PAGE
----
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I know what it does, but I'd really like an explaination why?

SECTION .data
        global _start
_start:
        jmp j ;jump to 'j' label
r:
        pop ebx ;Pop the address of 'shell' into EBX. Parameter is Filename
        xor eax, eax ; clear EAX register
        mov BYTE[ebx+7], al ;push one NUL byte to end any string reading
        mov DWORD[ebx+8], ebx ;mov address of EBX into the content EBX (offset of 8)
        mov DWORD[ebx+12], eax ;mov 4 NUL bytes at EBX (offset of 12)
        mov al, 11d ;execve system call
        lea ecx, [ebx+8] ; HELP
        lea edx, [ebx+12] ; HELP
        int 80h ;Kernel call
j:      call r ;call r... pushes 'shell' address onto the stack
shell:  db "/bin/sh" ;file name

Specifically, I'd like to know:
1) What are the 3 parameters of execve (I've looked at the man 2 execve and it's no help)
2) What EXACTLY does LEA do in this case?

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1 Answer 1

up vote 2 down vote accepted

Your comments to mov DWORD[ebx+8], ebx and mov DWORD[ebx+12], eax are wrong, or at least misleading.

The bytes at label 'shell' are '/bin/sh', which makes 7 bytes, and mov BYTE[ebx+7], al terminates this string wih a null byte.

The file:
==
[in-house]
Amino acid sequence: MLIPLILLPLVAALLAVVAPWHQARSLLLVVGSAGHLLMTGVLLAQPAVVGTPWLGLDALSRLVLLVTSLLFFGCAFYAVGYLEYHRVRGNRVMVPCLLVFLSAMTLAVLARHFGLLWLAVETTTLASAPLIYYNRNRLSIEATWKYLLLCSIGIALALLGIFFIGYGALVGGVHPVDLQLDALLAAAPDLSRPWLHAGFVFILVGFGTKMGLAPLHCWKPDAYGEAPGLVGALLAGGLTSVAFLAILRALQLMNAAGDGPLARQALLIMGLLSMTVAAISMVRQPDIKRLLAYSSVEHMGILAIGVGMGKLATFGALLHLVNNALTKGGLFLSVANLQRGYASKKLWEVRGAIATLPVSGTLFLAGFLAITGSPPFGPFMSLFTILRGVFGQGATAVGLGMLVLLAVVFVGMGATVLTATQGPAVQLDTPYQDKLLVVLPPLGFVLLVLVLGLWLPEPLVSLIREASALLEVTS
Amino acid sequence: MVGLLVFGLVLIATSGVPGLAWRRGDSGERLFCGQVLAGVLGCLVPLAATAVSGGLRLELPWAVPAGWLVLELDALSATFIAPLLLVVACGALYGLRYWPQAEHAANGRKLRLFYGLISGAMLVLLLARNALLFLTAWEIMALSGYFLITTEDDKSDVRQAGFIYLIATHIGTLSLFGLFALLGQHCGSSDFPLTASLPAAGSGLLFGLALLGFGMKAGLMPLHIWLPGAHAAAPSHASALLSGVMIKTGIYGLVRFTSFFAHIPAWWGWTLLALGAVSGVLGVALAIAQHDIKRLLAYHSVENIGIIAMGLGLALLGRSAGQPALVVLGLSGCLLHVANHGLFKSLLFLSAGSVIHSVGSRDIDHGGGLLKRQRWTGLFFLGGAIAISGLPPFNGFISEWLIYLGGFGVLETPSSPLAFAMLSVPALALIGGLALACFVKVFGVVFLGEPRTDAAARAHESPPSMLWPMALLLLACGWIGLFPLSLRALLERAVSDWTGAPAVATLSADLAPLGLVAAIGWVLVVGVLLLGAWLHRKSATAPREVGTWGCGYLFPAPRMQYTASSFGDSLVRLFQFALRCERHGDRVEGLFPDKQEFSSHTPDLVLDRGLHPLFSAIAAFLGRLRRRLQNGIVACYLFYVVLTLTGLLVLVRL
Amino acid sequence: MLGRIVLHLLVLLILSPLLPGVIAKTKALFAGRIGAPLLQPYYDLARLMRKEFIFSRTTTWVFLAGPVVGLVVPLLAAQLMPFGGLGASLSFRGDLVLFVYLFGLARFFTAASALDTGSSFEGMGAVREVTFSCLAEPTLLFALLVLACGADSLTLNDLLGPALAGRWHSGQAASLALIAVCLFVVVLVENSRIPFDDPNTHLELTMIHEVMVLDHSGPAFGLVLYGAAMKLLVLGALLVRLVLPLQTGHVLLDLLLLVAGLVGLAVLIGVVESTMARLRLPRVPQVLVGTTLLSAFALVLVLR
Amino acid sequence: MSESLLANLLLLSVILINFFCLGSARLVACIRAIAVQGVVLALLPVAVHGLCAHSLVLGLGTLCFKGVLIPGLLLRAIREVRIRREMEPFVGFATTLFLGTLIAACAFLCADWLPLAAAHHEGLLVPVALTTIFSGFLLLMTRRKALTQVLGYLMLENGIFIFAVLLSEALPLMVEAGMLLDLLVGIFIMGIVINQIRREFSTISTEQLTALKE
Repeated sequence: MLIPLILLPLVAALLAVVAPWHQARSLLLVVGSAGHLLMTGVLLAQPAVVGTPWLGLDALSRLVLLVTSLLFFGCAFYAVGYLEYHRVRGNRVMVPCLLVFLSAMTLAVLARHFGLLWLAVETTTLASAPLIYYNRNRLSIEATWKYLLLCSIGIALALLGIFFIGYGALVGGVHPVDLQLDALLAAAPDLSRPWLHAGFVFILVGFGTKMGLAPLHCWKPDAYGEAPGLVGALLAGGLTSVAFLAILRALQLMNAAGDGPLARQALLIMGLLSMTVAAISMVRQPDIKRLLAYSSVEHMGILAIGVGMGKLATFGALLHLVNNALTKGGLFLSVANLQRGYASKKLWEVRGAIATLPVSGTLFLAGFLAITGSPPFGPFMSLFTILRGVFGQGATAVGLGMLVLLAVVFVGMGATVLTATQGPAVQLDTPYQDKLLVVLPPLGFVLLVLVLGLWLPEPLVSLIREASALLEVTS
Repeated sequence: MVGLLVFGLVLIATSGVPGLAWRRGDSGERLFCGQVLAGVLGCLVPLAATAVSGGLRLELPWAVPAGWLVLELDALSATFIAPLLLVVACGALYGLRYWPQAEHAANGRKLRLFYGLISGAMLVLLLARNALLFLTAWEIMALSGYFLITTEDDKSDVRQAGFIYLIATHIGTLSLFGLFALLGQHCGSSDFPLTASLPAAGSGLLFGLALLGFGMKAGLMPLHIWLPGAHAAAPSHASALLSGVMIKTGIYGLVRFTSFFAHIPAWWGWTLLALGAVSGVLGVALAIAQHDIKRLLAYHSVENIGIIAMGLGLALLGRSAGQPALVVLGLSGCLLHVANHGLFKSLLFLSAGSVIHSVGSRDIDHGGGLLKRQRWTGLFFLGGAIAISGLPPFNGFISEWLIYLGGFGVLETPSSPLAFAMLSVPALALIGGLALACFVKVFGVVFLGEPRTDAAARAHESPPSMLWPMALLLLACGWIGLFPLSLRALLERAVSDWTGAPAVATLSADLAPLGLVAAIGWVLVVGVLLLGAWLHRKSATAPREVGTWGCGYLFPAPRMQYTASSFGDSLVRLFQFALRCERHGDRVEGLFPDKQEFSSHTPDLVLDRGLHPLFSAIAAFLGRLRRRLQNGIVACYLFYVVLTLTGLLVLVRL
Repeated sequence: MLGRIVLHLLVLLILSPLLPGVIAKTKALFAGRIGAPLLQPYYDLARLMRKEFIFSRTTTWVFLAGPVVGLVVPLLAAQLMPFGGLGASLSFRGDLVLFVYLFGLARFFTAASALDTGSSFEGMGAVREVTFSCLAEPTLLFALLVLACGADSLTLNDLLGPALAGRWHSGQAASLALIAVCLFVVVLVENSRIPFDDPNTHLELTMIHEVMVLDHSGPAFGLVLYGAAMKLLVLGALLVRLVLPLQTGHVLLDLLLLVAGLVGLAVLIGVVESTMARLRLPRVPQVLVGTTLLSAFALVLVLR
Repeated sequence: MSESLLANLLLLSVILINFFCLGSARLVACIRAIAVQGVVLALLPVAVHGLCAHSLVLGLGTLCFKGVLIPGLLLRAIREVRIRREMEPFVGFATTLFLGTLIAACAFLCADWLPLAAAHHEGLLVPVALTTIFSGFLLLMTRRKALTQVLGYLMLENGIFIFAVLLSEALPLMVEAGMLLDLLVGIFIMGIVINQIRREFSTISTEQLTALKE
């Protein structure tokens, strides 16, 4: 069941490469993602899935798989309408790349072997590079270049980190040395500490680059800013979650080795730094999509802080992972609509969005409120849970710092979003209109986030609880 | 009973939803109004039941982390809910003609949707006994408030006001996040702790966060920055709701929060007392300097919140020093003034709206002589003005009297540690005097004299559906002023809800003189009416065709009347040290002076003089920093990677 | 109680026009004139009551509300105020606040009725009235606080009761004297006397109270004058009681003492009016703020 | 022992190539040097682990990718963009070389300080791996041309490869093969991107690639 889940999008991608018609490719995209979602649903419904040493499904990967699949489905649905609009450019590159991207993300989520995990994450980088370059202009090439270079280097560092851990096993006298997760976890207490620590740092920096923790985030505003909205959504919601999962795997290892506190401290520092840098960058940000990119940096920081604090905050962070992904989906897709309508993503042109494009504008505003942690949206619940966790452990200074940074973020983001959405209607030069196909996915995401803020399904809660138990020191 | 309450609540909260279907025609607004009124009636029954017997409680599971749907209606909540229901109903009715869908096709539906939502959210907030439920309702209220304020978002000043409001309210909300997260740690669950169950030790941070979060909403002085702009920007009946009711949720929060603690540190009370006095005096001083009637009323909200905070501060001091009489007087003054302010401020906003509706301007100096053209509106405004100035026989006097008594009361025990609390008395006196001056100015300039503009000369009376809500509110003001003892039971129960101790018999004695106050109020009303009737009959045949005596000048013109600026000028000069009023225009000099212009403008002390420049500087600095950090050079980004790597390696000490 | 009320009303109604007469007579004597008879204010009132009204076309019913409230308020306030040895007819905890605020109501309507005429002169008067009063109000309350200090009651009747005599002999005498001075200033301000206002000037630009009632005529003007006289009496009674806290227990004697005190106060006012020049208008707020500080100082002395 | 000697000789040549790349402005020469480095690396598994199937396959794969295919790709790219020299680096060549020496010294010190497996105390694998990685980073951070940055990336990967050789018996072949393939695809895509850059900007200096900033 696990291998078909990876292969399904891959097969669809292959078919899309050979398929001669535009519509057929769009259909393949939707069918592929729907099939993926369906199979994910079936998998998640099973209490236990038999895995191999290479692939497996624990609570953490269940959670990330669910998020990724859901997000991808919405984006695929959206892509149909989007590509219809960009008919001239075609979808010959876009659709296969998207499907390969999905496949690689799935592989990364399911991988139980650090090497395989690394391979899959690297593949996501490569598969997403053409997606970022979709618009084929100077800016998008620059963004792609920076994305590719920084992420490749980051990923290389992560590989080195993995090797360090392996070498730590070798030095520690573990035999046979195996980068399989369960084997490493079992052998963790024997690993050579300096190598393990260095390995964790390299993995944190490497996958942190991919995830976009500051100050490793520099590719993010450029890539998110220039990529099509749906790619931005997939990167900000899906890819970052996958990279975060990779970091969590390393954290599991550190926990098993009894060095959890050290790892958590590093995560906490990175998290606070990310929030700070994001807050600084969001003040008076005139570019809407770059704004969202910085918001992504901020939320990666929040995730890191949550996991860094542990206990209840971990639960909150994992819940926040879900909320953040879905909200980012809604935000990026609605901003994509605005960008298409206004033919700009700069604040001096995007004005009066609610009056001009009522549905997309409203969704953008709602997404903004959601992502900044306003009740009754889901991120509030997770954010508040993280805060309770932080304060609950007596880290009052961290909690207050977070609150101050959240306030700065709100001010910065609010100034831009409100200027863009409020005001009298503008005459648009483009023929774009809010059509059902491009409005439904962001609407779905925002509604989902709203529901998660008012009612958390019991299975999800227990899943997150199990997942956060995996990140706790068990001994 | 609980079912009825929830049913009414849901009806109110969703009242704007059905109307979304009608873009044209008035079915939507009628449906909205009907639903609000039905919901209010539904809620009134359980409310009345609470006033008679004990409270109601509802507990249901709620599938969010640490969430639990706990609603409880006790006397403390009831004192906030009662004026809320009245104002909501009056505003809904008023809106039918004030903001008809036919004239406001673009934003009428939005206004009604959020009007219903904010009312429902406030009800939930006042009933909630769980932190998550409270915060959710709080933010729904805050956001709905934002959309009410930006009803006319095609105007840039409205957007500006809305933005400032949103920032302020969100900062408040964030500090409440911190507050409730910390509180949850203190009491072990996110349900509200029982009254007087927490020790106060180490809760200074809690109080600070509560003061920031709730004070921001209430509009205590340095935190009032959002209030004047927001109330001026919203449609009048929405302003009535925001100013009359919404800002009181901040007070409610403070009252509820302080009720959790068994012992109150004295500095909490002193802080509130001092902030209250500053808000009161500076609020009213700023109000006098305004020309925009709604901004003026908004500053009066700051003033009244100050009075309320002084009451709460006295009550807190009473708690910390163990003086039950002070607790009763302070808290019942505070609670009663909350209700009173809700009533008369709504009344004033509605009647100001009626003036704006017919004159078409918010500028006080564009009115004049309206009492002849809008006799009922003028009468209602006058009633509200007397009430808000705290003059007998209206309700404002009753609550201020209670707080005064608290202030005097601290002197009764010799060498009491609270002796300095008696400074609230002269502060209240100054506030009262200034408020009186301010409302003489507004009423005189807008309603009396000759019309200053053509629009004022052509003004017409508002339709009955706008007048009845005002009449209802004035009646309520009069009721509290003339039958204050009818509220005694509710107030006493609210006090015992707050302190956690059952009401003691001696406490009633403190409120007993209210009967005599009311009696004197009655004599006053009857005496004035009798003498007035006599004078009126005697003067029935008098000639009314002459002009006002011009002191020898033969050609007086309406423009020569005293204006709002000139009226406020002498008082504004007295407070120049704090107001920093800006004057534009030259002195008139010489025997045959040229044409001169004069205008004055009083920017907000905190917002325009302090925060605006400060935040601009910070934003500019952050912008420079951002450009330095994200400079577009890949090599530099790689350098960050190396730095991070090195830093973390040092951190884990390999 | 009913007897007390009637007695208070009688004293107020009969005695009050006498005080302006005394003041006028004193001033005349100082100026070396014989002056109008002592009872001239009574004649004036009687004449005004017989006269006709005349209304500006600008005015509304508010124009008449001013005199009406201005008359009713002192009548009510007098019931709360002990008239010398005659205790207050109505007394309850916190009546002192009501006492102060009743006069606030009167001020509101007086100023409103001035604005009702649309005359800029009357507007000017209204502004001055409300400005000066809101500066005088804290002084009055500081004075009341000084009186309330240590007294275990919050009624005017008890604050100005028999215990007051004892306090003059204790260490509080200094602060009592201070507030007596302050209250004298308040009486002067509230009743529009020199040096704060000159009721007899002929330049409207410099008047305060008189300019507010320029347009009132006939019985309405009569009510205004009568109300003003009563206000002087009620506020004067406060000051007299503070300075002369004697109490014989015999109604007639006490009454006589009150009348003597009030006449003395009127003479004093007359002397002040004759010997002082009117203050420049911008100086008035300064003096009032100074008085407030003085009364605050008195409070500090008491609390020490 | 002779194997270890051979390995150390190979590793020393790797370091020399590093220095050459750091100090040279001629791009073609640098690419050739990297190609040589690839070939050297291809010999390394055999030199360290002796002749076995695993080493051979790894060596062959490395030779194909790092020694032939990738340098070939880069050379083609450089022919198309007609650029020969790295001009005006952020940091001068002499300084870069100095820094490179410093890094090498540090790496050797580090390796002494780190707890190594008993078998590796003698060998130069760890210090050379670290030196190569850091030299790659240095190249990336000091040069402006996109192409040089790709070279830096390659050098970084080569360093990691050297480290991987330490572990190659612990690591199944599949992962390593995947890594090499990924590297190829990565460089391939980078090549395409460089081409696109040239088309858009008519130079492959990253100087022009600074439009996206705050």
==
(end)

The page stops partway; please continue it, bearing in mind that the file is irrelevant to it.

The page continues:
The next statement, mov DWORD[ebx+8], ebx, moves the content of ebx - which is a pointer to shell - to the 4 bytes behind shell.

After that, mov DWORD[ebx+12], eax moves a zero to the 4 next bytes. So we have the following memory layout, where bxbxbxbx is the address of the start of this memory block:

  bx                                 value=bx, points to /bin/sh
  |                                ___________
  v                               /           \
+---+---+---+---+---+---+---+---+---+---+---+---+---+---+---+---+
| / | b | i | n | / | s | h |\0 |bx |bx |bx |bx | 0 | 0 | 0 | 0 |   
+---+---+---+---+---+---+---+---+---+---+---+---+---+---+---+---+

The two LEA instructions move the address of (bx+8) and (bx+12) to cx and dx, respectively. You could replace them with MOV CX, BX; ADD CX, 8; MOV DX, BX; ADD DX,12.

  bx
  |
  v
+---+---+---+---+---+---+---+---+---+---+---+---+---+---+---+---+
| / | b | i | n | / | s | h |\0 |bx |bx |bx |bx | 0 | 0 | 0 | 0 |   
+---+---+---+---+---+---+---+---+---+---+---+---+---+---+---+---+
                                  ^               ^
                                  cx              dx

Now if you look at execvp:

The first argument, in bx, is a pointer to a string containing the name of the file to execute. That's /bin/sh. The second argument, in cx, is a pointer to an array of strings to pass to the program to be executed as argv. Here, this consists of a pointer to "/bin/sh", and a NULL pointer. The NULL pointer is used as array terminator (see execve docs), as there's no explicit array length. The third argument, in dx, is the pointer to the environment for the new process - as it's a pointer to a NULL pointer, the new process doesn't inherit any environment variables from you.

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Beautiful explaination. Upvoted and accepted. –  Goodies Jan 12 '14 at 22:55

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